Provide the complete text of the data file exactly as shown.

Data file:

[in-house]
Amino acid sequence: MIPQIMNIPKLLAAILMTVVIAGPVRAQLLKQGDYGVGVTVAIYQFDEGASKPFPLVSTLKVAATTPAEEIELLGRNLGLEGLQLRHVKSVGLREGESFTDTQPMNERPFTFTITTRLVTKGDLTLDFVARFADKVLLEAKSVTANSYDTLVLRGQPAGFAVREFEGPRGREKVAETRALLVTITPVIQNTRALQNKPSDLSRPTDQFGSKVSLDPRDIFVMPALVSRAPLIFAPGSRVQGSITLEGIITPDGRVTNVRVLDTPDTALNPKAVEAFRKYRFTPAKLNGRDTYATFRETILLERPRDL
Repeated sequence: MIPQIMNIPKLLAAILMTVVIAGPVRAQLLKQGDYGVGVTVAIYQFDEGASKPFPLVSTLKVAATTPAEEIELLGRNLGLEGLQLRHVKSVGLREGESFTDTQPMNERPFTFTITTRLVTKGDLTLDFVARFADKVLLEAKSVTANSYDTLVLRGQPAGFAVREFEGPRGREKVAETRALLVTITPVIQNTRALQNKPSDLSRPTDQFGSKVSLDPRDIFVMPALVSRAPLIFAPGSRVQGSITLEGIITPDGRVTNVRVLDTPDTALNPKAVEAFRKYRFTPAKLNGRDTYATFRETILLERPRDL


[in-house]
Amino acid sequence: MIPQIMNIPKLLAAILMTVVIAGPVRAQLLKQGDYGVGVTVAIYQFDEGASKPFPLVSTLKVAATTPAEEIELLGRNLGLEGLQLRHVKSVGLREGESFTDTQPMNERPFTFTITTRLVTKGDLTLDFVARFADKVLLEAKSVTANSYDTLVLRGQPAGFAVREFEGPRGREKVAETRALLVTITPVIQNTRALQNKPSDLSRPTDQFGSKVSLDPRDIFVMPALVSRAPLIFAPGSRVQGSITLEGIITPDGRVTNVRVLDTPDTALNPKAVEAFRKYRFTPAKLNGRDTYATFRETILLERPRDL
Repeated sequence: MIPQIMNIPKLLAAILMTVVIAGPVRAQLLKQGDYGVGVTVAIYQFDEGASKPFPLVSTLKVAATTPAEEIELLGRNLGLEGLQLRHVKSVGLREGESFTDTQPMNERPFTFTITTRLVTKGDLTLDFVARFADKVLLEAKSVTANSYDTLVLRGQPAGFAVREFEGPRGREKVAETRALLVTITPVIQNTRALQNKPSDLSRPTDQFGSKVSLDPRDIFVMPALVSRAPLIFAPGSRVQGSITLEGIITPDGRVTNVRVLDTPDTALNPKAVEAFRKYRFTPAKLNGRDTYATFRETILLERPRDL